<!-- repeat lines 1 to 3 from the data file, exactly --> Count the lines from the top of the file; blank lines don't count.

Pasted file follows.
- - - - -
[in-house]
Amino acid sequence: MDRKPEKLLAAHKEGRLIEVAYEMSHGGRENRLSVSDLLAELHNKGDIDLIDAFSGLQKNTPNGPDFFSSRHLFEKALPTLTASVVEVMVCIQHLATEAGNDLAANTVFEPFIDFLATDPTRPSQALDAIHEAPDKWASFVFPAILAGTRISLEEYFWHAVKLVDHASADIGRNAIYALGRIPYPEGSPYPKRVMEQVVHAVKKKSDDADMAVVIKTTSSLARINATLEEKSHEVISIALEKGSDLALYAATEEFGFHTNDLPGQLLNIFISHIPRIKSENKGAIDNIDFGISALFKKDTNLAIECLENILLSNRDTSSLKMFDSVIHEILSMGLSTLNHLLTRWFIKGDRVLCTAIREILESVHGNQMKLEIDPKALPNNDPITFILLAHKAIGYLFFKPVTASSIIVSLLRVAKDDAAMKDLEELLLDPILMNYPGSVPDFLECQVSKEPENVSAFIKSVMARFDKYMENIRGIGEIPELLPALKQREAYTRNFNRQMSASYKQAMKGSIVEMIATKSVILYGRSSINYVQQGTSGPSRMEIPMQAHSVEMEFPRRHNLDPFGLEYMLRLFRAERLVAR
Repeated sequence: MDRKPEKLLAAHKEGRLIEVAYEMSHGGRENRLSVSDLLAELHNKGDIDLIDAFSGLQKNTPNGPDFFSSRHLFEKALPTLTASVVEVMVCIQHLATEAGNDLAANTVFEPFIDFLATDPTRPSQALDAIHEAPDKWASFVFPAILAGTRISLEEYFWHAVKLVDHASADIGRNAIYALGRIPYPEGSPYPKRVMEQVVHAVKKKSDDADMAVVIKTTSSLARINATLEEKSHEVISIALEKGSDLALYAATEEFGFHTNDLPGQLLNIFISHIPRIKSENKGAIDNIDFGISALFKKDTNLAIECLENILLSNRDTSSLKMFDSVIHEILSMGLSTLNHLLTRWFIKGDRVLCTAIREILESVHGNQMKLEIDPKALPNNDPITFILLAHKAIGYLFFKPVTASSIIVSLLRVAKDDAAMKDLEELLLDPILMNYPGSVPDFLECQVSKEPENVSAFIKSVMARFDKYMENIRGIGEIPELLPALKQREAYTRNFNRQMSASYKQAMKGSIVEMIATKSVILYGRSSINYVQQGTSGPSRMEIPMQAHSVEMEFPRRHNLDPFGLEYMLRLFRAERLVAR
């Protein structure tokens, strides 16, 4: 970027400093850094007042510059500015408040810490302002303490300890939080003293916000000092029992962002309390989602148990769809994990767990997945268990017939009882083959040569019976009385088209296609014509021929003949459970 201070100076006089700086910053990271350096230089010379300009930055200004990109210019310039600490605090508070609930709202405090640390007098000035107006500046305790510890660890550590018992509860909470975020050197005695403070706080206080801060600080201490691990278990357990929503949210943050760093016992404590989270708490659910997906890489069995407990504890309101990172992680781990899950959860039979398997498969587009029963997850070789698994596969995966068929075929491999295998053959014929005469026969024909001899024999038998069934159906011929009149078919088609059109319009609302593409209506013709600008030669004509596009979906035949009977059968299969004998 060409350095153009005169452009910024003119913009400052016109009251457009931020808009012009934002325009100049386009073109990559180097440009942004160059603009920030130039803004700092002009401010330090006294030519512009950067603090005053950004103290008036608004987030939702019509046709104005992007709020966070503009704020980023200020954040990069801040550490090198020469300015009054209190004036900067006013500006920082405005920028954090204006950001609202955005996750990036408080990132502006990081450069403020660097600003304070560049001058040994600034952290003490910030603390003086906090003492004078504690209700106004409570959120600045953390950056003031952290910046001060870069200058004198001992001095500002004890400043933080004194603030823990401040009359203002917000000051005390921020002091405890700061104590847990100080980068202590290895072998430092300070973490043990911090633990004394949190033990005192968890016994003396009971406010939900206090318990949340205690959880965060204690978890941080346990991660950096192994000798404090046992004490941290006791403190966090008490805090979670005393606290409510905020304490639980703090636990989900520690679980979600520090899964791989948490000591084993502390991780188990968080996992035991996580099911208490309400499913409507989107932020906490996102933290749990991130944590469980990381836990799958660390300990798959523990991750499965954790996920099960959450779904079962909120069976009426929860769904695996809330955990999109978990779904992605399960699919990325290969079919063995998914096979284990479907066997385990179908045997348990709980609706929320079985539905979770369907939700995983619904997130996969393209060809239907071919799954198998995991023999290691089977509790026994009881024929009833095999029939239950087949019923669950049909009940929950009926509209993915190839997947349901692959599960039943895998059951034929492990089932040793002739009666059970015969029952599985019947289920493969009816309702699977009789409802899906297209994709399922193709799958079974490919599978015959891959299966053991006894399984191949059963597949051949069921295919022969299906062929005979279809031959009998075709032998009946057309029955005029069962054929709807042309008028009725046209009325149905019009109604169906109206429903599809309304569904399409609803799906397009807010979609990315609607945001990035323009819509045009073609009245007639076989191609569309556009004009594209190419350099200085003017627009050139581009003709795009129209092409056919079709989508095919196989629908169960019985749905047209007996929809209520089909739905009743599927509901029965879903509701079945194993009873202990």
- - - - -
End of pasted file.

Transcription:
[in-house]
Amino acid sequence: MDRKPEKLLAAHKEGRLIEVAYEMSHGGRENRLSVSDLLAELHNKGDIDLIDAFSGLQKNTPNGPDFFSSRHLFEKALPTLTASVVEVMVCIQHLATEAGNDLAANTVFEPFIDFLATDPTRPSQALDAIHEAPDKWASFVFPAILAGTRISLEEYFWHAVKLVDHASADIGRNAIYALGRIPYPEGSPYPKRVMEQVVHAVKKKSDDADMAVVIKTTSSLARINATLEEKSHEVISIALEKGSDLALYAATEEFGFHTNDLPGQLLNIFISHIPRIKSENKGAIDNIDFGISALFKKDTNLAIECLENILLSNRDTSSLKMFDSVIHEILSMGLSTLNHLLTRWFIKGDRVLCTAIREILESVHGNQMKLEIDPKALPNNDPITFILLAHKAIGYLFFKPVTASSIIVSLLRVAKDDAAMKDLEELLLDPILMNYPGSVPDFLECQVSKEPENVSAFIKSVMARFDKYMENIRGIGEIPELLPALKQREAYTRNFNRQMSASYKQAMKGSIVEMIATKSVILYGRSSINYVQQGTSGPSRMEIPMQAHSVEMEFPRRHNLDPFGLEYMLRLFRAERLVAR
Repeated sequence: MDRKPEKLLAAHKEGRLIEVAYEMSHGGRENRLSVSDLLAELHNKGDIDLIDAFSGLQKNTPNGPDFFSSRHLFEKALPTLTASVVEVMVCIQHLATEAGNDLAANTVFEPFIDFLATDPTRPSQALDAIHEAPDKWASFVFPAILAGTRISLEEYFWHAVKLVDHASADIGRNAIYALGRIPYPEGSPYPKRVMEQVVHAVKKKSDDADMAVVIKTTSSLARINATLEEKSHEVISIALEKGSDLALYAATEEFGFHTNDLPGQLLNIFISHIPRIKSENKGAIDNIDFGISALFKKDTNLAIECLENILLSNRDTSSLKMFDSVIHEILSMGLSTLNHLLTRWFIKGDRVLCTAIREILESVHGNQMKLEIDPKALPNNDPITFILLAHKAIGYLFFKPVTASSIIVSLLRVAKDDAAMKDLEELLLDPILMNYPGSVPDFLECQVSKEPENVSAFIKSVMARFDKYMENIRGIGEIPELLPALKQREAYTRNFNRQMSASYKQAMKGSIVEMIATKSVILYGRSSINYVQQGTSGPSRMEIPMQAHSVEMEFPRRHNLDPFGLEYMLRLFRAERLVAR